Parable is a Nautical Term
Speaking (or writing as the case may be) without a ton of fresh Greek saviness, I nevertheless venture to point out that the word “parable” can be broken into two roots in the Greek: “para” and “boli”. The former is a very common Greek preposition with a number of possible renderings like “from, by, with, beside, against, etc.” The latter, (“boli”), according to my lexicon is a throw or a cast (e.g. “a stone’s throw”, etc.) “Bolis”, a near relative of the word, may refer to an object thrown, perhaps a “javelin” or “spear”, but often enough it is a nautical term for the sounding lead, the device sailors used to measure the depth of water. Of course the root is also closely related to “ballo” the verb for throwing or casting, but there is also “balizo” which is the word for casting the sounding device. Witness the only other use of the verb “parabalo” in Acts 20:15 (the other is in Mk. 4:30) where the word describes a few of Paul’s maritime adventures.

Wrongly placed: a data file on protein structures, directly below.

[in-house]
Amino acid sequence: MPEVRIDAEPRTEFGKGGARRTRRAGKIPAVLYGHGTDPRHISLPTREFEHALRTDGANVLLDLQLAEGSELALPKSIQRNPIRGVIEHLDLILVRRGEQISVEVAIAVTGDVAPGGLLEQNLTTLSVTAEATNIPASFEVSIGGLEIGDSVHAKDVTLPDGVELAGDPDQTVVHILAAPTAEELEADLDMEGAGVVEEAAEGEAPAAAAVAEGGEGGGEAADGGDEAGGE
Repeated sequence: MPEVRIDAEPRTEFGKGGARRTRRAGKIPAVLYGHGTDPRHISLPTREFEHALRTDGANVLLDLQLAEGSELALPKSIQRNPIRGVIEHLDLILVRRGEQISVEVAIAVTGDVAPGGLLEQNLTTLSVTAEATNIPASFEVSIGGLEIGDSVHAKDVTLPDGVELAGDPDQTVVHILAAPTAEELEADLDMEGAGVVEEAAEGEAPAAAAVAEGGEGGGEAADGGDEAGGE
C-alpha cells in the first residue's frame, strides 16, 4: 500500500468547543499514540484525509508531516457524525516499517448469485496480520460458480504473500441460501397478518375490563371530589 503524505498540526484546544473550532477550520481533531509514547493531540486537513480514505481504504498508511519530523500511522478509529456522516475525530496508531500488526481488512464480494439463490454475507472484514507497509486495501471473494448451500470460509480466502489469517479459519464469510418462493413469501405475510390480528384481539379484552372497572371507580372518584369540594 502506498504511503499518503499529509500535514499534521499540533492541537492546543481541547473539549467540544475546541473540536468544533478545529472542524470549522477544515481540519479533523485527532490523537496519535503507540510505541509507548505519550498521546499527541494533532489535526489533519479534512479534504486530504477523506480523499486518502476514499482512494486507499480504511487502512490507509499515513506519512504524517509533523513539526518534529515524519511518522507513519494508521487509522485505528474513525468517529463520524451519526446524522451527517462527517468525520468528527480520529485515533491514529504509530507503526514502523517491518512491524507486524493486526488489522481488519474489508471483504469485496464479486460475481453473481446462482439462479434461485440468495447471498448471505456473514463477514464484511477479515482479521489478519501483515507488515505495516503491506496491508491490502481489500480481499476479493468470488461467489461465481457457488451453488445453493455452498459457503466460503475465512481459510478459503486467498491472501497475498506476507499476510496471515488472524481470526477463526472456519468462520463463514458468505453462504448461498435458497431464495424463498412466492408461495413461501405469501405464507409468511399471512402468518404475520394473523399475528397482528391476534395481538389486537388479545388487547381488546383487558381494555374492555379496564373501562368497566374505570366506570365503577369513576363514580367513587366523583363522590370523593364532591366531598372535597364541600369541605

Given Jesus’ previous description of what he is training his disciples for (“I will make you fishers of men”, 1:17) and the fact that he’s dealing with at least a significant minority of former fishermen (James, John, Peter and Andrew) AND the fact that Jesus is doing all of this teaching in chapter 4 from a boat (4:1, 36), I find it difficult to shake the conclusion that the parables are meant in this nautical sense. They are meant as measuring devices, measuring the hearts of Israel (cf. 4:24), measuring their depth of soil (cf. 4:5).
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